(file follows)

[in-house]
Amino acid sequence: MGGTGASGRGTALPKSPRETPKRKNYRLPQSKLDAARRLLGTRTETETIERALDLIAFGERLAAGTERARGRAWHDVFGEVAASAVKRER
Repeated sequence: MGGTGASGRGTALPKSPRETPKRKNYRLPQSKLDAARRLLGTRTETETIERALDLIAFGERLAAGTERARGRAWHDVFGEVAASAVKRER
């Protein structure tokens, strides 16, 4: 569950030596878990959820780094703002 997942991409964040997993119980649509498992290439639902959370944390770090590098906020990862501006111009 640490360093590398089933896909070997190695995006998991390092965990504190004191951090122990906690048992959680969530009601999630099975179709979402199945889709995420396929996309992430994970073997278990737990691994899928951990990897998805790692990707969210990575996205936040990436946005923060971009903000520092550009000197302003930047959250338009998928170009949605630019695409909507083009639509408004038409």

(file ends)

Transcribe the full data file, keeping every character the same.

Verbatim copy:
[in-house]
Amino acid sequence: MGGTGASGRGTALPKSPRETPKRKNYRLPQSKLDAARRLLGTRTETETIERALDLIAFGERLAAGTERARGRAWHDVFGEVAASAVKRER
Repeated sequence: MGGTGASGRGTALPKSPRETPKRKNYRLPQSKLDAARRLLGTRTETETIERALDLIAFGERLAAGTERARGRAWHDVFGEVAASAVKRER
């Protein structure tokens, strides 16, 4: 569950030596878990959820780094703002 997942991409964040997993119980649509498992290439639902959370944390770090590098906020990862501006111009 640490360093590398089933896909070997190695995006998991390092965990504190004191951090122990906690048992959680969530009601999630099975179709979402199945889709995420396929996309992430994970073997278990737990691994899928951990990897998805790692990707969210990575996205936040990436946005923060971009903000520092550009000197302003930047959250338009998928170009949605630019695409909507083009639509408004038409």